Blocking 11-B-hydroxylase in hyperadrenergic states could have a deleterious effect on the patients stress response (cortisol levels), It should only be used as an induction drug; and, as well as with sepsis, other induction agents should always be considered.

  1. Epilepsy and seizures:
    Etomidate accelerates EEG on epileptogenic focus (6, 21). Data shows that some patients may present convulsions during etomidate induction, its use in patients with epilepsy should be strictly monitored. Other induction agents with direct anticonvulsivant activity should be preferred, such as propofol or ketamine.

  • Major drug interactions:
    Etomidate has pharmacological synergism with other hypnotic/induction agents, benzodiazepines, barbiturates, CNS depressants. Caution with profound sedation, coma and respiratory depression.

Pregnancy and Lactation

  • Pregnancy Risk Factor Category (US-FDA): C.
    Data shows that the use of general anaesthetics (GABA enhancers, NMDA blockers, other sedatives) in the third trimester of pregnancy could lead to long-term brain damage in the fetus (30). There are no available controlled studies of etomidate use in pregnant women. Its use in pregnancy should be evaluated with caution and always as a single dose if elected among other inductor agents.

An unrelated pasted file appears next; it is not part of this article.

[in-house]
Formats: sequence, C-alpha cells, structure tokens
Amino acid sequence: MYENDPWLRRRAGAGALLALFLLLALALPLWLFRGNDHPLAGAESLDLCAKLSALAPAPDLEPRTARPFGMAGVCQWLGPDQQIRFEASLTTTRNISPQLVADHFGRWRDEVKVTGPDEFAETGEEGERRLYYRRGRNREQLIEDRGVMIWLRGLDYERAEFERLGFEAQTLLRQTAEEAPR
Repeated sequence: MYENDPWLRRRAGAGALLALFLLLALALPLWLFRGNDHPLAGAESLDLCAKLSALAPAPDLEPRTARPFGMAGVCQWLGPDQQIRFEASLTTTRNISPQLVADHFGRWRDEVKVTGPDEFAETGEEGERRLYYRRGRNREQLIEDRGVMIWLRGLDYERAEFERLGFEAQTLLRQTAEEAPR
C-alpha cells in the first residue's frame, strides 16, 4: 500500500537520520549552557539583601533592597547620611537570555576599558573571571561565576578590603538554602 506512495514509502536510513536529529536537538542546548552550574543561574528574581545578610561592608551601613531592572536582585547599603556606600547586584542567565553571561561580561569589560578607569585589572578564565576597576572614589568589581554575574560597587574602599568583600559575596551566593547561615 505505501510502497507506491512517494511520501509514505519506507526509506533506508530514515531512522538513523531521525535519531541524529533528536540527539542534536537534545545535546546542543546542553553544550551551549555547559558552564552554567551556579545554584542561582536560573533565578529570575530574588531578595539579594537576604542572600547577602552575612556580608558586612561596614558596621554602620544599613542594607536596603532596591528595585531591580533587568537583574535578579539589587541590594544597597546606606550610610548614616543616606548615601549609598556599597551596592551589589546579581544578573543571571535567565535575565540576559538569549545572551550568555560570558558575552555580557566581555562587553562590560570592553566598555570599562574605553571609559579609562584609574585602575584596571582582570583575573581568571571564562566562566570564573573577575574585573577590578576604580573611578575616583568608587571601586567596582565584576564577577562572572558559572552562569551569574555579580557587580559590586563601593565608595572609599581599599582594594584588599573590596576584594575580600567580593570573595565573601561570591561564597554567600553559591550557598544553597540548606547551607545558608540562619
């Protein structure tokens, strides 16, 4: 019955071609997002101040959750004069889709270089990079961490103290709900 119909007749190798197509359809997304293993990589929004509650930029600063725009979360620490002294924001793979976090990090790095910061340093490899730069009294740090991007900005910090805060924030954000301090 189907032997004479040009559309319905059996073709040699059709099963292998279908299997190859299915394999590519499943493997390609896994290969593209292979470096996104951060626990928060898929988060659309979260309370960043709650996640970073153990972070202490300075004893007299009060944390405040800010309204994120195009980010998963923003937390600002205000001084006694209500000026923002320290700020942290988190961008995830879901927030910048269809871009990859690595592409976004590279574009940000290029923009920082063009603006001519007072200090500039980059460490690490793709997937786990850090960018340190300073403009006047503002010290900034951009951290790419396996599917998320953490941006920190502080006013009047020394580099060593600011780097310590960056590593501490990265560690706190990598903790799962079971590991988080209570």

Consider use of propofol for induction in pregnant women (US-FDA Pregnancy Risk Factor Category B).

  • Lactation:

Amounts of etomidate in milk are small and decrease rapidly (7). Available data indicate that no waiting period is required before resuming breastfeeding after etomidate anesthesia. Breastfeeding can be resumed as soon as the mother has recovered sufficiently from general anesthesia.


Pharmacology

(2, 4, 5, 9, 16, 23, 28, 29).

  • Onset of action: 15-45s.

  • Time to Peak Effect: 45s.

  • Duration of hypnotic effect: 3-12m.

  • Half-life elimination: 2-5h (2.9h - 4.6h).

  • Tricompartimental model behaviour:
    Etomidate distributes rapidly into highly perfused tissue (brain), then intermediately into peripheral tissue (muscle), and terminal metabolism ( ≈7% etomidate stays in blood plasma for elimination). Shock does not alter it’s pharmacokinetics (distribution, metabolism and excretion).

  • Hepatic metabolism into inactive metabolites.

  • Renal elimination: 75-78%, biliary elimination: 20-25%.